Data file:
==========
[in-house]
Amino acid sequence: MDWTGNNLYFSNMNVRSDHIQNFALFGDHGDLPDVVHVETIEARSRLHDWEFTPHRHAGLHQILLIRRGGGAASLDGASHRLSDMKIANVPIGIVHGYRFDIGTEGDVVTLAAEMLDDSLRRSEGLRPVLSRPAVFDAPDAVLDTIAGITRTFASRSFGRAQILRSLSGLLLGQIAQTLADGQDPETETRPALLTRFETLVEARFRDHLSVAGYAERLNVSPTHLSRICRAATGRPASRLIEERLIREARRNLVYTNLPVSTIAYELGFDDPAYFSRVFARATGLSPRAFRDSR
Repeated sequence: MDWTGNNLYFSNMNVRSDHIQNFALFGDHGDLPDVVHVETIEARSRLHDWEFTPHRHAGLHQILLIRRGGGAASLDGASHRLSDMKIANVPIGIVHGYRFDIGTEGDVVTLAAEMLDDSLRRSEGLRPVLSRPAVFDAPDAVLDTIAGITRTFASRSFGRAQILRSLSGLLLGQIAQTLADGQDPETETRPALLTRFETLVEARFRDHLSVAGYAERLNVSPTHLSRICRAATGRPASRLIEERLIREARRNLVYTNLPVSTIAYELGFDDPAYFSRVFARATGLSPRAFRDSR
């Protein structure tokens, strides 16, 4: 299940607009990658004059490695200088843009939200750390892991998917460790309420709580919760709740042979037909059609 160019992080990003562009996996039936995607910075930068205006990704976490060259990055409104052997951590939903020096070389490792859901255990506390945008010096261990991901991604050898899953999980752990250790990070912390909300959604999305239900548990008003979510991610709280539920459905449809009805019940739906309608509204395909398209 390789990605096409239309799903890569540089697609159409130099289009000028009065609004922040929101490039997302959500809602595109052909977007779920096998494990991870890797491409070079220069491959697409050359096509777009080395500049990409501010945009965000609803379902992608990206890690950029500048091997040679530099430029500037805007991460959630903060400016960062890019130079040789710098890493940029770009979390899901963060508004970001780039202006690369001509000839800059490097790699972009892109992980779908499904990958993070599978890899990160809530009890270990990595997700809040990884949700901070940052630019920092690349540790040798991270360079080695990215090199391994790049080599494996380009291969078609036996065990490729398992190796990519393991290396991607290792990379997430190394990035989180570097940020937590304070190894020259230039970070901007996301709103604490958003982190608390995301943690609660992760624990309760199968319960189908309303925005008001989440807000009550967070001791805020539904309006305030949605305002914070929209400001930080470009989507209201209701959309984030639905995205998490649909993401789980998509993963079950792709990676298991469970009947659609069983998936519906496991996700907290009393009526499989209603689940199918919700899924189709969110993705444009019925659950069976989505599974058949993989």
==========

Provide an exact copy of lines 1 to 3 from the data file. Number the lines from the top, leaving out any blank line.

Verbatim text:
[in-house]
Amino acid sequence: MDWTGNNLYFSNMNVRSDHIQNFALFGDHGDLPDVVHVETIEARSRLHDWEFTPHRHAGLHQILLIRRGGGAASLDGASHRLSDMKIANVPIGIVHGYRFDIGTEGDVVTLAAEMLDDSLRRSEGLRPVLSRPAVFDAPDAVLDTIAGITRTFASRSFGRAQILRSLSGLLLGQIAQTLADGQDPETETRPALLTRFETLVEARFRDHLSVAGYAERLNVSPTHLSRICRAATGRPASRLIEERLIREARRNLVYTNLPVSTIAYELGFDDPAYFSRVFARATGLSPRAFRDSR
Repeated sequence: MDWTGNNLYFSNMNVRSDHIQNFALFGDHGDLPDVVHVETIEARSRLHDWEFTPHRHAGLHQILLIRRGGGAASLDGASHRLSDMKIANVPIGIVHGYRFDIGTEGDVVTLAAEMLDDSLRRSEGLRPVLSRPAVFDAPDAVLDTIAGITRTFASRSFGRAQILRSLSGLLLGQIAQTLADGQDPETETRPALLTRFETLVEARFRDHLSVAGYAERLNVSPTHLSRICRAATGRPASRLIEERLIREARRNLVYTNLPVSTIAYELGFDDPAYFSRVFARATGLSPRAFRDSR